March 28, 2007Titanic, deckchairs, lifeboats...
I attended a MusicTank event last night entitled 'Pimp My Tune: Making Music Compete with Free'. I've been to a number of MusicTank events but this was the most interesting - a very impressive panel, all with opinions that were refreshing and stimulating.
A few themes worthy of note:
John Dyer, General Manager at Domino Records, spoke of the polarisation of music consumers between older CD buyers and youngsters who have grown up in a digital world. He noted that kids hang out now in places like Cyworld, Habbo Hotel and Second Life (as well as MySpace, Bebo and Facebook of course), and so this is where he will need to deliver music to them. And not just music - in the Second Life example, Avatars will distribute Arctic Monkeys t-shirts for residents to wear and keep in their virtual wardrobes.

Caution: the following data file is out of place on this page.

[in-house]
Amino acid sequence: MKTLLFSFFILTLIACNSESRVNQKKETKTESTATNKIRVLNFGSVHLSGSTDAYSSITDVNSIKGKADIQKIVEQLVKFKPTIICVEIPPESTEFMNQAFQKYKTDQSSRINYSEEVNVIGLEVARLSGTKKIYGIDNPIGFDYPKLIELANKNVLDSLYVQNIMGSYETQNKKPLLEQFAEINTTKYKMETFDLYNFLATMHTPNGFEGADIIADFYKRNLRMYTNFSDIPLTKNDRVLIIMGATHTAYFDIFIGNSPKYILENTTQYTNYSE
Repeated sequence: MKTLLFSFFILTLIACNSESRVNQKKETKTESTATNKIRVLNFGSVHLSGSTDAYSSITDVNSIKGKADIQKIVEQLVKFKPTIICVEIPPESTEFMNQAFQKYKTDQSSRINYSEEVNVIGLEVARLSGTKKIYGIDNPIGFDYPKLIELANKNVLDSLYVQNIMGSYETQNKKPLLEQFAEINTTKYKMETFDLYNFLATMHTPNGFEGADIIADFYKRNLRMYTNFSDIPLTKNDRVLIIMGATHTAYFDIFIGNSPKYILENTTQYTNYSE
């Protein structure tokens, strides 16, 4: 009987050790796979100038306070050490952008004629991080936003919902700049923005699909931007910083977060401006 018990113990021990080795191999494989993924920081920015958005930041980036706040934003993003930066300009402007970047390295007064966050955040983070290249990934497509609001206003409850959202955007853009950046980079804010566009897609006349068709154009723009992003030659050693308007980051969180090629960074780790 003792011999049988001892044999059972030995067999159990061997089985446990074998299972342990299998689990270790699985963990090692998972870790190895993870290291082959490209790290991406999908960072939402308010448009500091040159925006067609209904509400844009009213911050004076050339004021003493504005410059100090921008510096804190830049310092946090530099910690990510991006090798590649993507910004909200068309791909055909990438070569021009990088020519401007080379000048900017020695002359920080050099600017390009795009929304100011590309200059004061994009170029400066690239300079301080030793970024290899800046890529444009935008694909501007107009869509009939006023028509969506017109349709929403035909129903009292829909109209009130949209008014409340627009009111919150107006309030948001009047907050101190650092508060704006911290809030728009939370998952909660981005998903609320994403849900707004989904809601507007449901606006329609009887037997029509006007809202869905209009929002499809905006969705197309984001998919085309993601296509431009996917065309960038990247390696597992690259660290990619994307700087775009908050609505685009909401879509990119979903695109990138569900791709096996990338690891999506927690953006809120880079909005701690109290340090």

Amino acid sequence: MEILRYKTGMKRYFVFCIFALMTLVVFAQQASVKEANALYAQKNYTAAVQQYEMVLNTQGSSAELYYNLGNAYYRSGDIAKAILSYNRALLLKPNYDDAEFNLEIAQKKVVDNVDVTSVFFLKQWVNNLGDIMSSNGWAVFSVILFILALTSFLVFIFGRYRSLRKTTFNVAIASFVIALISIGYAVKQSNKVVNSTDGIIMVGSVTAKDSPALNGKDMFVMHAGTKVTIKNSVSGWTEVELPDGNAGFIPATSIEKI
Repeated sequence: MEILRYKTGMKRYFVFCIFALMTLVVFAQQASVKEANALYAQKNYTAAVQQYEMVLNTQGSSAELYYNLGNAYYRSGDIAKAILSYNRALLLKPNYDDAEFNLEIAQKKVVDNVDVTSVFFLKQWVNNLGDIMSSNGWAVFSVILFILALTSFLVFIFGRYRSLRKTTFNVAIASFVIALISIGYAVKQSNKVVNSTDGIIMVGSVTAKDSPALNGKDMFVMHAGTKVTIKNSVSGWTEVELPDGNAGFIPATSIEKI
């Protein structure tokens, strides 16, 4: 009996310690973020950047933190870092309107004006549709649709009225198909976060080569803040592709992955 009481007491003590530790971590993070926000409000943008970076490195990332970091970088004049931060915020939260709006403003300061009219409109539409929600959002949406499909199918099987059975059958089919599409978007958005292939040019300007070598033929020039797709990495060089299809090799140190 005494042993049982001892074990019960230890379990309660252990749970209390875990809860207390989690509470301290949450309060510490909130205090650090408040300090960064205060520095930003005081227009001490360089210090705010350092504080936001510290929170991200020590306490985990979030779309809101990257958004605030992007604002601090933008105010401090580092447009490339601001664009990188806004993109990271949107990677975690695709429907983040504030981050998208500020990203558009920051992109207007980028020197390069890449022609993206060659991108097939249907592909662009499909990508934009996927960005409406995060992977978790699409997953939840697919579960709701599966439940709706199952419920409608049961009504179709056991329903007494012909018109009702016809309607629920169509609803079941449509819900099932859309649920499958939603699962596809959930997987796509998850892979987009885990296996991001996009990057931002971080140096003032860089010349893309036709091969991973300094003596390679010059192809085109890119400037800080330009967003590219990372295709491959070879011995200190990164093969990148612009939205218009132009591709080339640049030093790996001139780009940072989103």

March 27, 2007Viacom has a point - but we all know how it's going to end
The Viacom v YouTube row continues. Jeez, I wish I was a lawyer...
In an old-fashioned kind of way I actually believe that Viacom are entitled to have a go at YouTube. Media businesses are based on making content, distributing it and selling advertising off the back of it. Put aside any arguments about whether Viacom's content is any good or not, because that's irrelevant. The point is that they have invested millions of dollars making these programmes, and YouTube is using them to attract people - and therefore advertising revenues - to their site.
March 6, 2007So that was EMI's MP3 moment...
It seems that EMI Group has ended its discussions with major online music sellers on the possibility of selling songs without DRM restrictions, as the parties were unable to agree on advance payments for songs sold as unprotected MP3s, according to Bloomberg News .
EMI asked retailers for a large advance payment for the rights to sell its artists' songs without copy-protection technology, which included a premium based on the risk involved. The retailers -- including Apple, Microsoft, RealNetworks, Yahoo and Amazon.com -- countered with a lower offer, which was rejected by EMI.